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FDA Drug Safety Communication: Ongoing safety review of Parkinson’s drug Mirapex (pramipexole) and possible risk of heart failure


Safety Announcement
Additional Information for Patients
Additional Information for Health Care Professionals
Data Summary
References

Safety Announcement

[9-19-2012] The U.S. Food and Drug Administration (FDA) is informing the public about a possible increased risk of heart failure with Mirapex (pramipexole), a drug used to treat Parkinson’s disease and restless legs syndrome. Results of recent studies suggest a potential risk of heart failure that needs further review of available data.

Facts about Mirapex (pramipexole)

  • A prescription medicine used to treat the signs and symptoms of Parkinson's disease and moderate to severe symptoms of primary restless legs syndrome
  • In a class of medicines called dopamine agonists
  • Works by acting in place of dopamine, produced by specific areas of the brain that control movement.3 Parkinson's disease causes progressive loss of dopamine production in the brain.
 

FDA evaluated a pooled analysis of randomized clinical trials and found that heart failure was more frequent with Mirapex than with placebo; however, these results were not statistically significant. FDA also evaluated two epidemiologic studies that suggested an increased risk of new onset of heart failure with Mirapex use.1,2  However, study limitations make it difficult to determine whether excess heart failure was related to Mirapex use or other influencing factors (see Data Summary below for a detailed discussion of the studies).

Because of the study limitations, FDA is not able to determine whether Mirapex increases the risk of heart failure. FDA is continuing to work with the manufacturer to clarify further the risk of heart failure with Mirapex and will update the public when more information is available.

Health care professionals should continue to follow the recommendations in the drug label when prescribing Mirapex. Patients should continue to take their Mirapex as directed and should contact their health care professional if they have any questions or concerns.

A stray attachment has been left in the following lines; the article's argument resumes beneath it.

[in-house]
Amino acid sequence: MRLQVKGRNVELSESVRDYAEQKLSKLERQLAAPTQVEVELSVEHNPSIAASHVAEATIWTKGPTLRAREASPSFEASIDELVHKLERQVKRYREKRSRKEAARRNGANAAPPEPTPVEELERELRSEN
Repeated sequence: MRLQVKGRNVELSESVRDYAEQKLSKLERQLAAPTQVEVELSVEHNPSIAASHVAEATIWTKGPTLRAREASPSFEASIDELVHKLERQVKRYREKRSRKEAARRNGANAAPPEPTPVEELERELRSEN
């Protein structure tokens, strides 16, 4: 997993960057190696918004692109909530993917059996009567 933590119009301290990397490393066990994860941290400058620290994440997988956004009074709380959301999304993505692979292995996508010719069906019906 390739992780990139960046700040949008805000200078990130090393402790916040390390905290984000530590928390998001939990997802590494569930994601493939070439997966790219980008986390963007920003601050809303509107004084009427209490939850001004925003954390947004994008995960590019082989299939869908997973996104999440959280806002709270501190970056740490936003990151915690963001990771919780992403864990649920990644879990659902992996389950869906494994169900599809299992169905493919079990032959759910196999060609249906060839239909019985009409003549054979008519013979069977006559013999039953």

Additional Information for Patients

  • Do not stop taking your Mirapex unless told to do so by your health care professional.
  • FDA has not concluded that Mirapex increases the risk of heart failure. The Agency is continuing to review this safety concern and will update the public when more information is available.
  • Talk to your health care professional if you have any questions or concerns about Mirapex.
  • Contact your health care professional if you experience any symptoms of heart failure while taking Mirapex, such as shortness of breath – with exercise or at rest; swelling of the feet, ankles, legs, or abdomen; fatigue and weakness, rapid or irregular heart beat; chest pain; or persistent cough or wheezing with white or pink blood-tinged phlegm. Patients have reported swelling of the ankles and/or feet without other signs of heart failure while taking Mirapex.
  • Report side effects from Mirapex to FDA’s MedWatch program, using the information in the "Contact FDA" box at the bottom of this page.

Additional Information for Health Care Professionals 

  • FDA has not concluded that Mirapex increases the risk of heart failure. The Agency is continuing to review this safety concern and will update the public when more information is available.
  • Continue to follow the recommendations in the drug label when prescribing Mirapex.
  • Discuss the benefits and potential risks of Mirapex with your patients.
  • Counsel patients to seek medical attention if they experience symptoms of heart failure while taking Mirapex.
  • Report adverse events involving Mirapex to FDA’s MedWatch program using the information in the "Contact FDA" box at the bottom of this page.

Data Summary

A pooled analysis of randomized, placebo-controlled, parallel phase 2 and 3 clinical trials of Mirapex, first submitted by the manufacturer to FDA in 2008 and later updated in 2010, found that the incidence of newly diagnosed heart failure was more frequent in patients taking Mirapex (n=12/4157) than in patients receiving placebo (n=4/2820); however, the difference in incidence was not statistically significant.